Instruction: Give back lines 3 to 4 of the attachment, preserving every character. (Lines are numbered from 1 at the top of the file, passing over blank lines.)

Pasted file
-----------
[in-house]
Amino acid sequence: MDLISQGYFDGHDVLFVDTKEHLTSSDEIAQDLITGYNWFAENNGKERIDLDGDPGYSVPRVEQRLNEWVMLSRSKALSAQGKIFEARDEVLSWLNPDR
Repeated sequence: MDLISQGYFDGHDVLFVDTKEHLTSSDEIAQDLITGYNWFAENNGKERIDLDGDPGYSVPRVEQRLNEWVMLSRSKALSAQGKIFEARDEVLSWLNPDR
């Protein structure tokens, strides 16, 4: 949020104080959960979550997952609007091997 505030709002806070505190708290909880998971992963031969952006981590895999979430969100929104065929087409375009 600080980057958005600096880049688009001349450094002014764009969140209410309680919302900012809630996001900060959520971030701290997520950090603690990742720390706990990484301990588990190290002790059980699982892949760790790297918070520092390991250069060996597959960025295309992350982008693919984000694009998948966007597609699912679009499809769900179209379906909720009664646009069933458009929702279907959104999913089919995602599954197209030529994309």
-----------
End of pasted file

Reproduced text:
Repeated sequence: MDLISQGYFDGHDVLFVDTKEHLTSSDEIAQDLITGYNWFAENNGKERIDLDGDPGYSVPRVEQRLNEWVMLSRSKALSAQGKIFEARDEVLSWLNPDR
């Protein structure tokens, strides 16, 4: 949020104080959960979550997952609007091997 505030709002806070505190708290909880998971992963031969952006981590895999979430969100929104065929087409375009 600080980057958005600096880049688009001349450094002014764009969140209410309680919302900012809630996001900060959520971030701290997520950090603690990742720390706990990484301990588990190290002790059980699982892949760790790297918070520092390991250069060996597959960025295309992350982008693919984000694009998948966007597609699912679009499809769900179209379906909720009664646009069933458009929702279907959104999913089919995602599954197209030529994309």